As for me, I'm going to keep taking liscence plates and descriptions. I will keep vigilant in making sure I'm driving safe. I am also considering very seriously standing at this particular intersection with a video camera and handing that in to the police. If that doesn't work, you never know, you might be the next Winnipegger starring on YouTube.

Here are tips to make the drive safe for yourself and the school children in your neighbourhood:

1. Be aware of your driving habits. If you are completely incapable of driving like a responsible adult don't drive. If you must drive, stay the heck away from school zones. But it's the quickest way to get to your destination? Too bad, drive the long way around, or drive like a responsible adult.

2. Be aware of where the school zones are. Generally, those giant brick building with the jungle gyms and bus loops are these learning centers we like to call Schools. They house hundreds to thousands of children during the school day. These zones extend from this brick building for a few blocks, and during the hours of 7-9:00am and 2:30-4:30pm they extend to your entire neighbourhood.

3. Stop just before the stop sign. When you do this, you leave a good five feet before the sidewalk and a good 8 feet between you and the pedestrian. In this case, the patrol that is required to stand in the street using their body as a shield between you and the school aged child and sometimes their parent. You get that? Patrols in all regards are human sheilds. 9-YEAR-OLD HUMAN SHEILDS!

4. Don't just look at the patrols at your stop sign. What are the patrols doing to the left or right of you if you are turning in that direction? What are the patrols doing right across the street from you? Are they standing on the sidewalk or are they standing in the street helping their charges across? Don't just drive willy nilly into the intersection and then have to stop half way through. This makes everyone nervous and causes our 9-year-old pratrols to make bad judgement calls because they don't have the life experience to go off of like adults do. That would be why we are old enough to get a driver's liscence and they are not. They get scared and want to jump back onto the sidewalk forgetting about their charges. I don't know about you, but even as a 35-year-old woman, if I saw a huge metal beast coming at me, I'd want to head for the hills too.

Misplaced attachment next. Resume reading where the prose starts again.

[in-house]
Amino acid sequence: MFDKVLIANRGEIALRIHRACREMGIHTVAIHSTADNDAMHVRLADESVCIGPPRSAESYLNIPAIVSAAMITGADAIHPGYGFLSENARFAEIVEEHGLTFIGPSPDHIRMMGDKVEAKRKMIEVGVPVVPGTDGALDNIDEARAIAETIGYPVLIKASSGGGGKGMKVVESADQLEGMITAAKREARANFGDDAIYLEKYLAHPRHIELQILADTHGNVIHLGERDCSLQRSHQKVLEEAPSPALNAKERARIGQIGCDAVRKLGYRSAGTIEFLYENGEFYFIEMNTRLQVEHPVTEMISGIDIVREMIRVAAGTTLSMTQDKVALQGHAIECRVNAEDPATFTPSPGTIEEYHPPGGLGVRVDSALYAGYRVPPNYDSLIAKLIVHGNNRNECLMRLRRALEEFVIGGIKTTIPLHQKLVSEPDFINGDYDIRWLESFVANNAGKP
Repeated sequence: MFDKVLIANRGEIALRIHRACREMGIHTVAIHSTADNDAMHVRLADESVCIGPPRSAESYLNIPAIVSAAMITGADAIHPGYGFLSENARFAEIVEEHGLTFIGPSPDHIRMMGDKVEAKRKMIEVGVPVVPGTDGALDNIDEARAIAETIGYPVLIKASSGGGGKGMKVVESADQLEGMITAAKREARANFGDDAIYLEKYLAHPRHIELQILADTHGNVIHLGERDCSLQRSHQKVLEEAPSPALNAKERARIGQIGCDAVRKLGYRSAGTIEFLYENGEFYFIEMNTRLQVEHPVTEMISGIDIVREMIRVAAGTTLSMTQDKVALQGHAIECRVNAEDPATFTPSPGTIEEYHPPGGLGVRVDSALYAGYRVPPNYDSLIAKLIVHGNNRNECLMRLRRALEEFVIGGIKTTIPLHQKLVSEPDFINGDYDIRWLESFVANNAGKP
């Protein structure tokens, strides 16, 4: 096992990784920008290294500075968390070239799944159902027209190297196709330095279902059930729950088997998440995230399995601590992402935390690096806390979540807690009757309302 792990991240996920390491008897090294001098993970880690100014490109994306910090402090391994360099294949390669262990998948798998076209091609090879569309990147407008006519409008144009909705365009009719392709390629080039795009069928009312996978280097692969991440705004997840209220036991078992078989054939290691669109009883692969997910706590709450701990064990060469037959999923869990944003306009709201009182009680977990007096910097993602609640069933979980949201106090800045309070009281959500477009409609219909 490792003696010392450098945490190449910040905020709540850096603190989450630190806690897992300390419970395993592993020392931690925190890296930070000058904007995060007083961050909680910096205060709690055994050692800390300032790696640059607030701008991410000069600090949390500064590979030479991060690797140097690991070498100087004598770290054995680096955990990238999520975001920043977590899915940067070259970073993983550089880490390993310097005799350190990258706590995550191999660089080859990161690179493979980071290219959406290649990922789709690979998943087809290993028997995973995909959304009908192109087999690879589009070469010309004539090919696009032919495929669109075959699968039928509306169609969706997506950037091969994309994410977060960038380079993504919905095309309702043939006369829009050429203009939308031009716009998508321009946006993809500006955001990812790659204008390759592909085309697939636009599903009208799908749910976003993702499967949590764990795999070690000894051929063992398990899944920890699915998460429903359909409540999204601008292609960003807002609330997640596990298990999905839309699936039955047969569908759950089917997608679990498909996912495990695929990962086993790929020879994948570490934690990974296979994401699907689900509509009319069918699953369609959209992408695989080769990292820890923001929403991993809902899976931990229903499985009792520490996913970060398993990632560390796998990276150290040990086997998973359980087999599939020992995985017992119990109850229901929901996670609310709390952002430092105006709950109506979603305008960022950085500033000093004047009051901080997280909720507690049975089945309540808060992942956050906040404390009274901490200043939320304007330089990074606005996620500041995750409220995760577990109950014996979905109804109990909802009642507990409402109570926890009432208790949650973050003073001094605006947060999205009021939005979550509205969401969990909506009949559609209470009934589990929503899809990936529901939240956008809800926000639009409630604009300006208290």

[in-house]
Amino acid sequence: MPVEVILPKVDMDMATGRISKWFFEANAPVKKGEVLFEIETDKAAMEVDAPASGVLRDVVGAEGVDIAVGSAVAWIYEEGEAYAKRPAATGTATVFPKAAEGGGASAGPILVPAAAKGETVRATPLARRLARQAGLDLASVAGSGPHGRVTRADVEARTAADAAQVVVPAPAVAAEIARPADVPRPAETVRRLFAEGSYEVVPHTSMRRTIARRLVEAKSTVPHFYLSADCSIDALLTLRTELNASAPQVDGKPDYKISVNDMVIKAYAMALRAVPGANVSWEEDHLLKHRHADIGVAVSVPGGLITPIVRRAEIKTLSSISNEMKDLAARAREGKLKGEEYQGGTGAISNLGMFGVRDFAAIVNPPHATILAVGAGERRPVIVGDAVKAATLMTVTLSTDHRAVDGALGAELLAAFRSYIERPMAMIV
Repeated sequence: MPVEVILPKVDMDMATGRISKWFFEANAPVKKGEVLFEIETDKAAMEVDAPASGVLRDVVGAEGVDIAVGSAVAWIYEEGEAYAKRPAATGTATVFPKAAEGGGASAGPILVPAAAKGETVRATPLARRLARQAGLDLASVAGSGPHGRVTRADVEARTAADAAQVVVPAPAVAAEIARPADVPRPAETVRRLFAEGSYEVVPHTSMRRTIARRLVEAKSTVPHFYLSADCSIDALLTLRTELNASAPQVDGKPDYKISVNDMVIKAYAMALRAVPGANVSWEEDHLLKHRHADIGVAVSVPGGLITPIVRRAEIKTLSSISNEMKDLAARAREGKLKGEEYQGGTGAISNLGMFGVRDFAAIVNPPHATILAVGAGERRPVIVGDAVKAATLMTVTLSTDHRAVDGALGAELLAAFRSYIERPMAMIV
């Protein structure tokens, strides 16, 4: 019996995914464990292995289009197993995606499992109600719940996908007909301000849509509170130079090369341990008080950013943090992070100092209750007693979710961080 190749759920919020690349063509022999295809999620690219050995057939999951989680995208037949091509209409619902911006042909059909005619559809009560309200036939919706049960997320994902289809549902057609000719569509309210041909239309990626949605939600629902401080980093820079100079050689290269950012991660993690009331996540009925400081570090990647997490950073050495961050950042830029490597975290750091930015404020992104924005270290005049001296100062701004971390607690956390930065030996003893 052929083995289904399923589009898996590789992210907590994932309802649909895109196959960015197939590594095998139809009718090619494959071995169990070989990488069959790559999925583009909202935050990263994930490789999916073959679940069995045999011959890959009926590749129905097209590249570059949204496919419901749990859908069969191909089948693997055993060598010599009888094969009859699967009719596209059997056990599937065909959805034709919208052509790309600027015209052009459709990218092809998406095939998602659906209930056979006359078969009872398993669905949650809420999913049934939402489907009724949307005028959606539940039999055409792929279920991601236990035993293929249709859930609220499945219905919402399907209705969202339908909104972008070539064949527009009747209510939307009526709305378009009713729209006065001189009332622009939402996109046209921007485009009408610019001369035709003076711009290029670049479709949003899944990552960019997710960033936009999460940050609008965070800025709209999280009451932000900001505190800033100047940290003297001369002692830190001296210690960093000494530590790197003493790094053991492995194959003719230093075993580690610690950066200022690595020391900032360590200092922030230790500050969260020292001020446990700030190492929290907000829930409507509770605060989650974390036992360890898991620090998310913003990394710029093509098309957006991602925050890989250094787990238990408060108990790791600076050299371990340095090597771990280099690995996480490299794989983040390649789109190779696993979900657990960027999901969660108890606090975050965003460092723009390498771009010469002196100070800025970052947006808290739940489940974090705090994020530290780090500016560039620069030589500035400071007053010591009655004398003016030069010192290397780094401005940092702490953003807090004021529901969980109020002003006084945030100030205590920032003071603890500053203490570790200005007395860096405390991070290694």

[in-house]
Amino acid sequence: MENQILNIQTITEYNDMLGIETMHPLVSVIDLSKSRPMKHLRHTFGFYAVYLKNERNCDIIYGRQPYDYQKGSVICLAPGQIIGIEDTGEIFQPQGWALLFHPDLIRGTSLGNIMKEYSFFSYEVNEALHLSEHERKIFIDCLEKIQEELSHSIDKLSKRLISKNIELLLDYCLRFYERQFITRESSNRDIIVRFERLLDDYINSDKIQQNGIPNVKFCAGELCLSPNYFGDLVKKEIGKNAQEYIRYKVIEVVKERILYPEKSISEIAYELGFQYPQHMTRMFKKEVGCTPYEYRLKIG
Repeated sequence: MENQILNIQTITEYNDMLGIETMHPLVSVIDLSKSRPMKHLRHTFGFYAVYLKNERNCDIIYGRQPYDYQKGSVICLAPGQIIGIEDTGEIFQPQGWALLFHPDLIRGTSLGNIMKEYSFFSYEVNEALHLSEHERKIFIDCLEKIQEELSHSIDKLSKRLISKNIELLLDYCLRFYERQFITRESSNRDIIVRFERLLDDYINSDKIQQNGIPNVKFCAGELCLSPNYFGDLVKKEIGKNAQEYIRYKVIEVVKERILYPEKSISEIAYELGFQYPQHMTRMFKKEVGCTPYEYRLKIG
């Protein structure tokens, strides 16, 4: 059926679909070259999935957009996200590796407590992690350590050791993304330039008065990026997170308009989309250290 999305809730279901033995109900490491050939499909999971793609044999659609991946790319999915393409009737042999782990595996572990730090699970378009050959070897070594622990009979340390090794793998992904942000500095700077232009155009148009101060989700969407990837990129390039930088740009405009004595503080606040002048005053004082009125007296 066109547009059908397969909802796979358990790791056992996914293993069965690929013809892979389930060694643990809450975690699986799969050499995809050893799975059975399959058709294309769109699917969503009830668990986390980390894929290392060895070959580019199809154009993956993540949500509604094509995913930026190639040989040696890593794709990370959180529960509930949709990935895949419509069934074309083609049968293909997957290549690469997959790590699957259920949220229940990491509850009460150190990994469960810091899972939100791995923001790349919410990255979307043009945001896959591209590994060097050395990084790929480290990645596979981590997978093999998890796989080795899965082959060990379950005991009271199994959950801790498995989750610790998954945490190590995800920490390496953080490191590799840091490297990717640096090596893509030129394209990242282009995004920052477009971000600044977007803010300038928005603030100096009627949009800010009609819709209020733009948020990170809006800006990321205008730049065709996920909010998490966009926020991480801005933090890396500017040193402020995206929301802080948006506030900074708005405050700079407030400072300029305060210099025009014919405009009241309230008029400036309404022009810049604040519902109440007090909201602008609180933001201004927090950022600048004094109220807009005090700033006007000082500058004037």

5. PEDESTRIANS HAVE THE RIGHT OF WAY! Really? Do I have to explain this to you as well?

6. If you are late, too bad. Leave earlier. Why should my child or someone else's have to pay for your inability to get your ass out of the house earlier?

I'm pretty sure I've covered it all. If I haven't, and you can't figure out what else you can do to keep everyone safe, than nothing I've said or could say will make a difference and you really have no business driving.


  1. Love this write up and I hope people get the drift.

  2. When it's any kind of company vehicle, take the license and make sure of the time and call the company themselves. They hate getting that kind of feedback.

  3. In Kuwait, they're treated like yield signs. Contact your local community police center and see if they can help. Often times they'll park a marked police car in the area and that alone should help to resolve your problems, if only temporarily.